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Graduate Conference: Corruption in Modern Literature and Theory



Saturday, April 5, 2008 - 10:00am
Saturday, April 5, 2008 - 10:00am




Graduate Conference

Graduate Conference: Corruption in Modern Literature and Theory

2nd Annual Graduate Student Conference

Corruption — a concept with wide array of moral, social, and political implications — is a recurrent trope in modern literature. Certainly, it is central to many of the most canonical works of 18th, 19th, and 20th centuries: the novels of Flaubert and Dostoevsky; the poems of Baudelaire and Paz; and the plays of Kleist and Beckett (to name only a few examples). In many modernist and postmodernist works corruption becomes a way to challenge and re-imagine the governing forms of literary creation — thereby, in effect, corrupting them. Concomitantly, contemporary critical strategies, through their tendency to draw attention to the constitutive incompleteness of all works of art, have embraced corruption as normatively positive — if not ineluctable — aspect of artistic creation.

We are calling for papers that investigate the vicissitudes of the concept of corruption in modern literature and critical theory. Possible topics include, but are not limited to:

• The corruption of form
• The corrupt character/anti-hero
• Corruption as an aesthetic category
• Corruption as a moral, political, social, and/or sexual category
• Corruption as an abiding religious category resurfacing in modern texts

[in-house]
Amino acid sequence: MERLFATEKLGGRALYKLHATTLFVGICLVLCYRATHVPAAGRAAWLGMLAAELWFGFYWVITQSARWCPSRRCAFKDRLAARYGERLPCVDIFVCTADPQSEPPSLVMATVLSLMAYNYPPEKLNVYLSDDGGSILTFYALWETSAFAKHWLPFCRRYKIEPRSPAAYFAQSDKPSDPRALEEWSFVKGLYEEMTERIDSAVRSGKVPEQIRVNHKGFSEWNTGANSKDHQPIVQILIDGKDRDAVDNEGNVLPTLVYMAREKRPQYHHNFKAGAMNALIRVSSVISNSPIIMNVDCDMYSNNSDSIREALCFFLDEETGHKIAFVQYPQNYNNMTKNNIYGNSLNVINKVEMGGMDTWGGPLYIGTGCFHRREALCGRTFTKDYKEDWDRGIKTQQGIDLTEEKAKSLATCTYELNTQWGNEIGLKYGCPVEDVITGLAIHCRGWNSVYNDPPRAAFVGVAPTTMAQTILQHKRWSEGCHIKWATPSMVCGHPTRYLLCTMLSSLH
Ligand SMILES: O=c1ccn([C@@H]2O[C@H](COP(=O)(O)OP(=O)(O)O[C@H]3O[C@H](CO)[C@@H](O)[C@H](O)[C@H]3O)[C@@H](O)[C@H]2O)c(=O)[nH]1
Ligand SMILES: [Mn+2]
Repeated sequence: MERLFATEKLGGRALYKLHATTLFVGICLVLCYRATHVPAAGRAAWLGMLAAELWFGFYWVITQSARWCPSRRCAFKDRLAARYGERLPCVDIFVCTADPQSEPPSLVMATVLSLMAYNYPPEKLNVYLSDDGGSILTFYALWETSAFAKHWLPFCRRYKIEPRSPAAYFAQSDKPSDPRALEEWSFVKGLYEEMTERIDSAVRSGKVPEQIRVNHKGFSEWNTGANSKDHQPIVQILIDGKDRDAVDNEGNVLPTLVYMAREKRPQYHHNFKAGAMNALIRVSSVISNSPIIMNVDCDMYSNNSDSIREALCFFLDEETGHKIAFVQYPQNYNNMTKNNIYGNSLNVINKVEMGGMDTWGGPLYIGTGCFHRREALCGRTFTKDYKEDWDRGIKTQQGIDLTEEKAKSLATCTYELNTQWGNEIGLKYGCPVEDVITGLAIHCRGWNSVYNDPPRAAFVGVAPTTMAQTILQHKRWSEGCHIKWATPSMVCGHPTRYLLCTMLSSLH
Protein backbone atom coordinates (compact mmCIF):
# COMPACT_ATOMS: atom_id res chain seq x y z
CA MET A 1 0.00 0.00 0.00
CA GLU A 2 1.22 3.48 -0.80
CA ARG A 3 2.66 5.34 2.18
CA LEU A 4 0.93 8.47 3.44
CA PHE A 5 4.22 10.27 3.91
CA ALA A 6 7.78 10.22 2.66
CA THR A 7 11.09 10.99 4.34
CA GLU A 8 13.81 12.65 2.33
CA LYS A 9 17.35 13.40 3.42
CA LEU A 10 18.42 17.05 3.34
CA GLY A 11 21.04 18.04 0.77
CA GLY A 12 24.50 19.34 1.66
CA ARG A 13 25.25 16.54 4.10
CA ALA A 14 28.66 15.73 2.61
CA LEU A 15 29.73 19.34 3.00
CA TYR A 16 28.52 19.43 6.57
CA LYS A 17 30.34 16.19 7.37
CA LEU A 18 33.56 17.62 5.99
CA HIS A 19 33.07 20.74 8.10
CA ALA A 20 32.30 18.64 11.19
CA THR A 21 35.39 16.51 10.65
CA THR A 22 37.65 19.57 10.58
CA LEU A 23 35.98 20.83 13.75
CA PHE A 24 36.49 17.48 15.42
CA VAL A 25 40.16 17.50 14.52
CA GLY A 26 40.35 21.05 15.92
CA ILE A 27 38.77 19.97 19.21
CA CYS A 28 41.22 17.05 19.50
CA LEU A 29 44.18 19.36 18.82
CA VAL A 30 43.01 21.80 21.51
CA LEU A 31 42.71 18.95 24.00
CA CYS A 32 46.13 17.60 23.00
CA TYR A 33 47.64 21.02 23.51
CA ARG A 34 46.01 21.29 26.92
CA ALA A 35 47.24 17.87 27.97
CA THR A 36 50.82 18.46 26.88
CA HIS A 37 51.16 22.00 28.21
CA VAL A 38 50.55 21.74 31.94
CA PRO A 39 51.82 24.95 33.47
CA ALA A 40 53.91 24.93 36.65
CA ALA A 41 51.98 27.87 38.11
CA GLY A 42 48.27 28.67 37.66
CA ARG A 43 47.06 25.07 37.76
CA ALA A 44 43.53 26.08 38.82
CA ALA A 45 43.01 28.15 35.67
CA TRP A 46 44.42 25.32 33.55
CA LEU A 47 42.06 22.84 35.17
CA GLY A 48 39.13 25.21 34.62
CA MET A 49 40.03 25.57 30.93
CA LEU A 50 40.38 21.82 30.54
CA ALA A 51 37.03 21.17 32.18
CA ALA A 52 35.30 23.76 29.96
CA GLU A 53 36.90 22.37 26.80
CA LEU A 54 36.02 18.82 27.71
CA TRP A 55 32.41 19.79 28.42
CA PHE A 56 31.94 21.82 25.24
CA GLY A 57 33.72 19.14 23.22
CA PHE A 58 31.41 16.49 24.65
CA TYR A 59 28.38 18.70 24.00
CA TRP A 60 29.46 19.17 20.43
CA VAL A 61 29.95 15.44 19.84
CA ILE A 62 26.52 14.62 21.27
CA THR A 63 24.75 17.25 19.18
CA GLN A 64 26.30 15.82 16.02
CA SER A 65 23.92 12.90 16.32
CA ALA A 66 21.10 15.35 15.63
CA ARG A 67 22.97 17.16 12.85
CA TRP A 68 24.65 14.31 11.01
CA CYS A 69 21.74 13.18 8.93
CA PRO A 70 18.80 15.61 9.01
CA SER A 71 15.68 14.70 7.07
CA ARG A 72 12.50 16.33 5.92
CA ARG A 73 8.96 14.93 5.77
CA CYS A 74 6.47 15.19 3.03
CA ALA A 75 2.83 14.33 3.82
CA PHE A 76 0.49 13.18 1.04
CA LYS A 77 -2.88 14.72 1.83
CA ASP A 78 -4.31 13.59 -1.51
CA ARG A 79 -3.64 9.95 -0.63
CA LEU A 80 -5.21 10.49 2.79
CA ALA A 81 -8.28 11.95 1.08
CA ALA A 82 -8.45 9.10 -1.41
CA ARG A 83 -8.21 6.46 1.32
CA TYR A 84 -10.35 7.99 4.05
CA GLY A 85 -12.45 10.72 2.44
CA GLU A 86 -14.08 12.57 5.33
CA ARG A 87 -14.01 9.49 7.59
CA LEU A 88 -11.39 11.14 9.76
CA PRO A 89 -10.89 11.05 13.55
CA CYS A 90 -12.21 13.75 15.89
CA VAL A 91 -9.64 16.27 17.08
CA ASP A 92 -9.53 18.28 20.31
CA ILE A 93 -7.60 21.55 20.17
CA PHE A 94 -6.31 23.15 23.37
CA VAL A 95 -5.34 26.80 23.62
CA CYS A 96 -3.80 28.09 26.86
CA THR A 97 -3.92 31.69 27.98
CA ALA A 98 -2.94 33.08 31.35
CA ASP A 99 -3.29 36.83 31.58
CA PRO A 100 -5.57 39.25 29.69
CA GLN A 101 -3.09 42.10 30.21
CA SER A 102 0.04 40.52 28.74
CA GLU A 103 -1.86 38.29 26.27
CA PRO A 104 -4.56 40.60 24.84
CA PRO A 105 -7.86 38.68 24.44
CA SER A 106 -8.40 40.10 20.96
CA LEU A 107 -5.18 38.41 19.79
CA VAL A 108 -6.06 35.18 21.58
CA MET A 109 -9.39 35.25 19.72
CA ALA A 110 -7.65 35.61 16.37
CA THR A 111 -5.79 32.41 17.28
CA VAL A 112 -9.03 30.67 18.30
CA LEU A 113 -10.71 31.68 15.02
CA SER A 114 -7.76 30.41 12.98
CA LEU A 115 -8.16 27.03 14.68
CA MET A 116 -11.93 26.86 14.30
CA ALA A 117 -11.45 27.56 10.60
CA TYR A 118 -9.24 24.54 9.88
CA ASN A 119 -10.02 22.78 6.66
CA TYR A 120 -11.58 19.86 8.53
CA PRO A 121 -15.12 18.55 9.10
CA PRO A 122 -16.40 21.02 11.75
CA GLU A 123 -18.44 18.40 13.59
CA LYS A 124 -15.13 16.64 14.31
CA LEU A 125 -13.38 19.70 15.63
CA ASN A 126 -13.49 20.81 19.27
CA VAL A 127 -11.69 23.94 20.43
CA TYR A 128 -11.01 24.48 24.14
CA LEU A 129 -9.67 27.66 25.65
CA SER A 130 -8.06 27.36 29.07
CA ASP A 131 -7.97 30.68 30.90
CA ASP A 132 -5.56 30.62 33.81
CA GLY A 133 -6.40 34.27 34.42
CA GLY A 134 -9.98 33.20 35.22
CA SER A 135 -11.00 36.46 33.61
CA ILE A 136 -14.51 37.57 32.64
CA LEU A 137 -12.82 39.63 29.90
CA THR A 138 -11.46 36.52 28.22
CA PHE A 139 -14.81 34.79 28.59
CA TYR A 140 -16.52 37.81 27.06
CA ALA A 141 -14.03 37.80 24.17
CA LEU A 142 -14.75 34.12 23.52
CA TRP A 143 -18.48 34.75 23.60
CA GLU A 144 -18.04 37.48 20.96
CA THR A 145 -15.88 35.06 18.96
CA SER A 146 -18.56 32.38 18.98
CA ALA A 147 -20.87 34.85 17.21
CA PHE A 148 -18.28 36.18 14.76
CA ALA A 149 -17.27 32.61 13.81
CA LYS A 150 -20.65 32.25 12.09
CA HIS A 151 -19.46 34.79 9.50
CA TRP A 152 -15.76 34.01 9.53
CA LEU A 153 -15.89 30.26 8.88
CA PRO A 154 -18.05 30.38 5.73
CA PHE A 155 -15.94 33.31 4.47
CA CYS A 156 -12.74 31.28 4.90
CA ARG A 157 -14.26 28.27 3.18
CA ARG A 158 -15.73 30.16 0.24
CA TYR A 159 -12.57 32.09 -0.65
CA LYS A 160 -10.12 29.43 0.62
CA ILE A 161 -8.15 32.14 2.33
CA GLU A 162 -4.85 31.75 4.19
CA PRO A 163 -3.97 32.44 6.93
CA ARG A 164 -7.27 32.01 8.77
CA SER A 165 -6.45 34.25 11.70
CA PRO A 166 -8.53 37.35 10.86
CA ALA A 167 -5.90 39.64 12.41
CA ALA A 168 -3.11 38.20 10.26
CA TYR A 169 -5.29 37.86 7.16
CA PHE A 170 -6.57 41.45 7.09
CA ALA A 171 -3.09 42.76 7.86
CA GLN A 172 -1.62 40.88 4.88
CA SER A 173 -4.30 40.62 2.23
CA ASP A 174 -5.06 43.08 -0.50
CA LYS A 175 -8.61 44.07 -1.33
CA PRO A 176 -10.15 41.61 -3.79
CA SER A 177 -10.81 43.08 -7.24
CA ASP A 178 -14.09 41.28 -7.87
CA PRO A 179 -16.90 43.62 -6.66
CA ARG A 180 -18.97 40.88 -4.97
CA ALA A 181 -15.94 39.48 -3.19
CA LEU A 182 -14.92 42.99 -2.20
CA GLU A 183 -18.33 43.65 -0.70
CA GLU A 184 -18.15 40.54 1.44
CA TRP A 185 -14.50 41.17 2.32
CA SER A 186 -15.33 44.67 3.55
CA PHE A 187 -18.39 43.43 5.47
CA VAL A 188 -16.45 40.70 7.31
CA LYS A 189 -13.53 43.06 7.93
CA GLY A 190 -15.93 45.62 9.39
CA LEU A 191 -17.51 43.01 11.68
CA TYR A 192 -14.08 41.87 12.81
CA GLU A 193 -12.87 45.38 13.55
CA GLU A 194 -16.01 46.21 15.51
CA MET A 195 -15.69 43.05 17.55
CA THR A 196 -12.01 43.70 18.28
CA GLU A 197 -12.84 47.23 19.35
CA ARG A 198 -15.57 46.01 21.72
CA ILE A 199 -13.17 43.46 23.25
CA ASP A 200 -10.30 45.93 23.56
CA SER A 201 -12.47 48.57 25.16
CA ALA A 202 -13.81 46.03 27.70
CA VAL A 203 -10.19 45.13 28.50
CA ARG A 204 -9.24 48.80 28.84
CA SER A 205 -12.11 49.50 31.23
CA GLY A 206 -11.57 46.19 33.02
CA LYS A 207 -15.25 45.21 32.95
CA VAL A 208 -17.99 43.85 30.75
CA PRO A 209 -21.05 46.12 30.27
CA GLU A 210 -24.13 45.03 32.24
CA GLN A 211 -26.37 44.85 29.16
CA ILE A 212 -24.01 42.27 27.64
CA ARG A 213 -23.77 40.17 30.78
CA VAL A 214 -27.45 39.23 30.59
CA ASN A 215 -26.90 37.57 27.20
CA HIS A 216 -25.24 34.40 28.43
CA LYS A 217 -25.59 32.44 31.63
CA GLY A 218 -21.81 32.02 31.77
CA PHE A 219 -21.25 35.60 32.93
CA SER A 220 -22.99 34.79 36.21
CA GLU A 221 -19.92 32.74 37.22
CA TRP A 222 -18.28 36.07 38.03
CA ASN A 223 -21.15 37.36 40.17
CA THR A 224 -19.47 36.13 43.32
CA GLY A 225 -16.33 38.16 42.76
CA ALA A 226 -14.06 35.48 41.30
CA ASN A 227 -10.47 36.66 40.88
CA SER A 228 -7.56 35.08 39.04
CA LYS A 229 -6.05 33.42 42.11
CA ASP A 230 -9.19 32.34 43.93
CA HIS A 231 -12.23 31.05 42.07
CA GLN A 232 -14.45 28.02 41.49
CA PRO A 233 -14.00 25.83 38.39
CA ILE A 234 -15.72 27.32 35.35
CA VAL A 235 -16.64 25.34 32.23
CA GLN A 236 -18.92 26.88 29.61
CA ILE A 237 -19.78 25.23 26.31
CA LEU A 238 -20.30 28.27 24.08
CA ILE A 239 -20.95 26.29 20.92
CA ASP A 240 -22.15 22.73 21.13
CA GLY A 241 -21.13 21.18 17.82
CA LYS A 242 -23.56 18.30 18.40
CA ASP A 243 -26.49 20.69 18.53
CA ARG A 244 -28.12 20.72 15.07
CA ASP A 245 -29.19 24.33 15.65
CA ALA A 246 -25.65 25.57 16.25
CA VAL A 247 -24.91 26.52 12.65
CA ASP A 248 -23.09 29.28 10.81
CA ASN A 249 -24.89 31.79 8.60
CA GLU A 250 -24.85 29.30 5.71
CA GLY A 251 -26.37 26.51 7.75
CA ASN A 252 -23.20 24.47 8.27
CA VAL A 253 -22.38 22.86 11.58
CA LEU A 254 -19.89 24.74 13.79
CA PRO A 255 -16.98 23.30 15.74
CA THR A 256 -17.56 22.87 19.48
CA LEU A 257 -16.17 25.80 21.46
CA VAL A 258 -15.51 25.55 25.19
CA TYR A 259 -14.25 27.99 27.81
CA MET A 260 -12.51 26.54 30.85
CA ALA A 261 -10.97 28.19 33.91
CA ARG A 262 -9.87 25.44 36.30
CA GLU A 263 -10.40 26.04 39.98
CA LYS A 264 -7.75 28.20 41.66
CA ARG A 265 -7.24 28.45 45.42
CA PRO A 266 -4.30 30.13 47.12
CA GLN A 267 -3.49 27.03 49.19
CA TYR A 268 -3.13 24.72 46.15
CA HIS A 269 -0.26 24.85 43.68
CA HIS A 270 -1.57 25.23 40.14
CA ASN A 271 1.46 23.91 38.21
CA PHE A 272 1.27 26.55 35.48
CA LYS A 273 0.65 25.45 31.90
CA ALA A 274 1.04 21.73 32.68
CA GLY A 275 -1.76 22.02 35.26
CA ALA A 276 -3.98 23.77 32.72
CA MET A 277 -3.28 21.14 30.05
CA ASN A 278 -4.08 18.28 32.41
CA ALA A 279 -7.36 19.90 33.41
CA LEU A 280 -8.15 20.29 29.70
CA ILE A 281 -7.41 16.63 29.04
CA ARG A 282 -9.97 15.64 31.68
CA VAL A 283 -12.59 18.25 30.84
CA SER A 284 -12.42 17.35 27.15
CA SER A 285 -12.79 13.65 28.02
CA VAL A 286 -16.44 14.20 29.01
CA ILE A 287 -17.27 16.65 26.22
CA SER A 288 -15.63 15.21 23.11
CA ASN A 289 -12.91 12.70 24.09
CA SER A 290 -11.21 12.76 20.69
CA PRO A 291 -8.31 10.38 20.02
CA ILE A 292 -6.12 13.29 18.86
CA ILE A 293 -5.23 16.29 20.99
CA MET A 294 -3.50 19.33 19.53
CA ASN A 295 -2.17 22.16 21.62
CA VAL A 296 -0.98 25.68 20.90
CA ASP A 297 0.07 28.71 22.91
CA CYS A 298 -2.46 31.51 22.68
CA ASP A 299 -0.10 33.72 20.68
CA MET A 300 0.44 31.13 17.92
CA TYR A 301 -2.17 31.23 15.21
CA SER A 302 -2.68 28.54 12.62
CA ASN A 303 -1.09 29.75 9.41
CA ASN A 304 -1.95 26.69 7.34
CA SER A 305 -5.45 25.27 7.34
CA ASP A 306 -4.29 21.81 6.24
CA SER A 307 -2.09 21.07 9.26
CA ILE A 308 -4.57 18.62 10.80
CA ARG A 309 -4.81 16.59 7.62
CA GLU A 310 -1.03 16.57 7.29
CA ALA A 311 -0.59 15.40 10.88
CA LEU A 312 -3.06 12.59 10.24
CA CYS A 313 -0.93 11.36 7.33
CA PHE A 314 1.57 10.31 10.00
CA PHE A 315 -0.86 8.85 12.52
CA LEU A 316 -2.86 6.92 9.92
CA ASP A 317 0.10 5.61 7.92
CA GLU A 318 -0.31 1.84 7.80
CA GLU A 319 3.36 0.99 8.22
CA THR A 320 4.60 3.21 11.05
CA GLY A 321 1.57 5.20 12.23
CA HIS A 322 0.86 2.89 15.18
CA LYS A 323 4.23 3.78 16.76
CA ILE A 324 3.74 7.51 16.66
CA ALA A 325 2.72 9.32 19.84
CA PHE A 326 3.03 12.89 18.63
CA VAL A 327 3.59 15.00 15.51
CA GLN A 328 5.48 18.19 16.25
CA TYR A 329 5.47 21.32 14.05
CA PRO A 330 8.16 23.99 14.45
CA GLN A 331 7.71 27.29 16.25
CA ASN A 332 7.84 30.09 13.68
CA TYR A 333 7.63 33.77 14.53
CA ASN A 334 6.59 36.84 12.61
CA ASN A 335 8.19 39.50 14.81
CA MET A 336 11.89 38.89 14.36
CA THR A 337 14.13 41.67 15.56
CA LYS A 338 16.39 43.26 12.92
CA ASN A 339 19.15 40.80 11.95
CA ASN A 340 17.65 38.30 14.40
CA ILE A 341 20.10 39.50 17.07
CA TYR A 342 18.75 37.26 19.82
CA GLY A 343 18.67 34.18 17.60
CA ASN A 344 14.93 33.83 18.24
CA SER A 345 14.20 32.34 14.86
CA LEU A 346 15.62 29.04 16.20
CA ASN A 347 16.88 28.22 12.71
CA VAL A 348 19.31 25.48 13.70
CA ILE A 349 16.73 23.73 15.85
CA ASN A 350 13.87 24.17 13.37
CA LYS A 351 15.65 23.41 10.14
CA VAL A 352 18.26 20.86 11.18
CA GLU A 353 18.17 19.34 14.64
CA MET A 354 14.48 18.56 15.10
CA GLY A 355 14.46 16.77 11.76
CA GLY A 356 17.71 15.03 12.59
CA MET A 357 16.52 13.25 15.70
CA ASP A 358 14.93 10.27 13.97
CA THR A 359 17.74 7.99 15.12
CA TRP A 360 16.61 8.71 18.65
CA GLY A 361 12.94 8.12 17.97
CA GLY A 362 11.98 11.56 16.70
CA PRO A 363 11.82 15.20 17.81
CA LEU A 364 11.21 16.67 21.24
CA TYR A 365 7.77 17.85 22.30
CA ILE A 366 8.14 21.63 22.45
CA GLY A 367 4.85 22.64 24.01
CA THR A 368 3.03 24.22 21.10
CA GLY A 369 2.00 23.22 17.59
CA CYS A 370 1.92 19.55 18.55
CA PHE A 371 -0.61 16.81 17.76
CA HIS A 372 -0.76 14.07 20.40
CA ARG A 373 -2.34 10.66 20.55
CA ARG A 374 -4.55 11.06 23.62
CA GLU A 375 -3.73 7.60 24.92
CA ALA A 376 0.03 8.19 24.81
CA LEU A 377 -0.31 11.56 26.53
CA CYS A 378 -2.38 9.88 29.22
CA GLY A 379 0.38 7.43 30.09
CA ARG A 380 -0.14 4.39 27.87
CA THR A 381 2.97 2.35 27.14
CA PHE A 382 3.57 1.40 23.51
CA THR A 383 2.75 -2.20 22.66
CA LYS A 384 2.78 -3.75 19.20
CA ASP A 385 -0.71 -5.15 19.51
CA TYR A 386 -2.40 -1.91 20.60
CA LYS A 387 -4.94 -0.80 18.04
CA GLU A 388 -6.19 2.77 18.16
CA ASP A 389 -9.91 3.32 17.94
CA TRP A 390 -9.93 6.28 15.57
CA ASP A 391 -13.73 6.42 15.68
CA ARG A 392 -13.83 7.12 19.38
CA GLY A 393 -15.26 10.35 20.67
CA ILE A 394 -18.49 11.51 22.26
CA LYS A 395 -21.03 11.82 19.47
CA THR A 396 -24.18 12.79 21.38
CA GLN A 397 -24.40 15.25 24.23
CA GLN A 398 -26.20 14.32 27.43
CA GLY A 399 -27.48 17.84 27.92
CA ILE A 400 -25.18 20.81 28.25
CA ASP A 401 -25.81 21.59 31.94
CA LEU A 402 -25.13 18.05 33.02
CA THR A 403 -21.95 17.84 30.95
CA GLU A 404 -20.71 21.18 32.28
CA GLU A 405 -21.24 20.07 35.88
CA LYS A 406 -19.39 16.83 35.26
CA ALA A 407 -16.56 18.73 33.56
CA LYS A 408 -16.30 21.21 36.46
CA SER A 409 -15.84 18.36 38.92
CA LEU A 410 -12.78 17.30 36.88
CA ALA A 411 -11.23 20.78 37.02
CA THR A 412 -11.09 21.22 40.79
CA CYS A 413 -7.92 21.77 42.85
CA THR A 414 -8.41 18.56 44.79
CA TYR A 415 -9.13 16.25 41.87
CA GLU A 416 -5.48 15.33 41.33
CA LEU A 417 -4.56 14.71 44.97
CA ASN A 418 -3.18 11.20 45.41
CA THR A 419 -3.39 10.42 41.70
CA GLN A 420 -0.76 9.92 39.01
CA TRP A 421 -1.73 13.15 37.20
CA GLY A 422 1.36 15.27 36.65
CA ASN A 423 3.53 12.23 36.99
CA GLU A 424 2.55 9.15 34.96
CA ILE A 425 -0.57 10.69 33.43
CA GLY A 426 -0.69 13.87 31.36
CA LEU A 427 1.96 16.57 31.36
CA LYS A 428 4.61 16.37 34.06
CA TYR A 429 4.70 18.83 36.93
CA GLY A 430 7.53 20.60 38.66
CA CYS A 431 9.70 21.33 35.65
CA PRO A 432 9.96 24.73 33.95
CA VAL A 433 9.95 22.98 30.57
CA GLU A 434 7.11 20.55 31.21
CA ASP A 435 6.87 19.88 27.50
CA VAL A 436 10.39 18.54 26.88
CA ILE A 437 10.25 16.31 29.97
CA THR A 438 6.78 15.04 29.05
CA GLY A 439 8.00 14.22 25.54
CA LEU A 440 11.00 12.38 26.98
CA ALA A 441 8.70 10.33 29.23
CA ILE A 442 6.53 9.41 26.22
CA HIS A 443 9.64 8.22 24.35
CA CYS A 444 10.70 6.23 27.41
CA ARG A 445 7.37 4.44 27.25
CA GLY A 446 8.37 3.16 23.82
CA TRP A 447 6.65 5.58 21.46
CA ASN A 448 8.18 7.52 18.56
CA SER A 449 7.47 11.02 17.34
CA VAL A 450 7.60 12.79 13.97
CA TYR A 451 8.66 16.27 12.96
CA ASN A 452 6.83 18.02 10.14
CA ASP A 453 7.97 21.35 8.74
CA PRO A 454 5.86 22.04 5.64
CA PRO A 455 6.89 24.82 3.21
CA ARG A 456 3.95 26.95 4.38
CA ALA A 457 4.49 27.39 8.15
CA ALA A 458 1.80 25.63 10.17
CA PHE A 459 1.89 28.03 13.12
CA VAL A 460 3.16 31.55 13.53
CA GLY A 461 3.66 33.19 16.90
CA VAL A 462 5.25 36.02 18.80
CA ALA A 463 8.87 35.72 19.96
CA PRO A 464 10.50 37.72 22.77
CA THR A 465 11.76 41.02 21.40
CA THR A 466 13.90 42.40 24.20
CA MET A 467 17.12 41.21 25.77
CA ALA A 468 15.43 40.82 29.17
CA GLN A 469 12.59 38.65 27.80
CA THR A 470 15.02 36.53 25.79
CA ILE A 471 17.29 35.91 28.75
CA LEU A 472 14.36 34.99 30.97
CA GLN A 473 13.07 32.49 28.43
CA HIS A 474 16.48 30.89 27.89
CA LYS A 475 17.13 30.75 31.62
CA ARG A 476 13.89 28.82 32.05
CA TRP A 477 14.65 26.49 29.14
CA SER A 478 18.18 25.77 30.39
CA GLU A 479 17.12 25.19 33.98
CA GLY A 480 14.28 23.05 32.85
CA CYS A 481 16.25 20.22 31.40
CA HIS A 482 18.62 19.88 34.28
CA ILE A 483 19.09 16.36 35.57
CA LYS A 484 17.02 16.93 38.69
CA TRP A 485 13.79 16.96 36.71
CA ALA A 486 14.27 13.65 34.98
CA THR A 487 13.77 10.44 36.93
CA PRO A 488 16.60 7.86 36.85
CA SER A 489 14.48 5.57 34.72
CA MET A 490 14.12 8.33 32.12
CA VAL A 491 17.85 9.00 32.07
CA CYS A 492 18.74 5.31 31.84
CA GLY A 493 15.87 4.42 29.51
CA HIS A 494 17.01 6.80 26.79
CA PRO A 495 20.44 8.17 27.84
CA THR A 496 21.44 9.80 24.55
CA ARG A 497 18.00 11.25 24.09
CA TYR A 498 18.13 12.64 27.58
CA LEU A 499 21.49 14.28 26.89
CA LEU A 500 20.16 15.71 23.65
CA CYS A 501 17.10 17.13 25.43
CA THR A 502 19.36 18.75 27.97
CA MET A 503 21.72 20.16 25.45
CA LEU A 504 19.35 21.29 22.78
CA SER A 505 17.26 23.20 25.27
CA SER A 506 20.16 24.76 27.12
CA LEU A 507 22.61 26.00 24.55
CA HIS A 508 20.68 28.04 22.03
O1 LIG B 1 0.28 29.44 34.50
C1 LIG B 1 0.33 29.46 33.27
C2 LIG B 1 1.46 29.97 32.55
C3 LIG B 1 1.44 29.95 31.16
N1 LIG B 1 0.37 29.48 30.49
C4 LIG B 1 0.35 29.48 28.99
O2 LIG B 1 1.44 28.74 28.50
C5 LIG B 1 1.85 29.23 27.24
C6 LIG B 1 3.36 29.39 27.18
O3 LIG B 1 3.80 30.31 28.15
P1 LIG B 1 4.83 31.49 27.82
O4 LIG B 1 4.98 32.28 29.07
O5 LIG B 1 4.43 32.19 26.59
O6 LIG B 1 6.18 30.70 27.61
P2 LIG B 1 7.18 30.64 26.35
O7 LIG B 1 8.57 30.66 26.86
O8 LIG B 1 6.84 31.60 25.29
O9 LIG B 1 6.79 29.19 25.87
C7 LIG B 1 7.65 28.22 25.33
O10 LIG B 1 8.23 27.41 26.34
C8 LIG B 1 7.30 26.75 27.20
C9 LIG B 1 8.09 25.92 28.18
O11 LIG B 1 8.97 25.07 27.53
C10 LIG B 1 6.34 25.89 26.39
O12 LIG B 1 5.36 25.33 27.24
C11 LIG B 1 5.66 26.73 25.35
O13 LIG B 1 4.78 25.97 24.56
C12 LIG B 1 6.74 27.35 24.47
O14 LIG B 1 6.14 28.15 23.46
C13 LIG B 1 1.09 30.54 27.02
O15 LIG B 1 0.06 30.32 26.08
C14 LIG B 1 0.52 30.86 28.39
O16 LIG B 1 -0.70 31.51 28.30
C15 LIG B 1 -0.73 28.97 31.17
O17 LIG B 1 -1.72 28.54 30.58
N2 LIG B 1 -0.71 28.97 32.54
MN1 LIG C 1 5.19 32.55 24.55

• Corruption and the possibility or impossibility of salvation in modernist literature
• The material corruption of literary artifacts (e.g. corruption as a philological category)
• Corruption as a concept in contemporary attempts to imagine a post-ironic aesthetics
• The specificity of corruption as opposed to concepts like devolution and artistic failure
• Representations of corruption in the work of a particular writer or genre (e.g. the marriage plot)
• Possible homologies between theological conceptualizations of corruption (e.g. St. Augustine’s)
and modern approaches to structure and form
• Corruption and the ethics of reading debate (e.g., in reference to the Nussbaum/Booth/Posner debate of the ethical value of reading, or lack thereof)

Presentations should be approximately 20 minutes in length (about 10 double-spaced pages)

Please submit a one page abstract in the body of an email by January 4th, 2008 to:
Chris Donaldson ( & Nir Evron (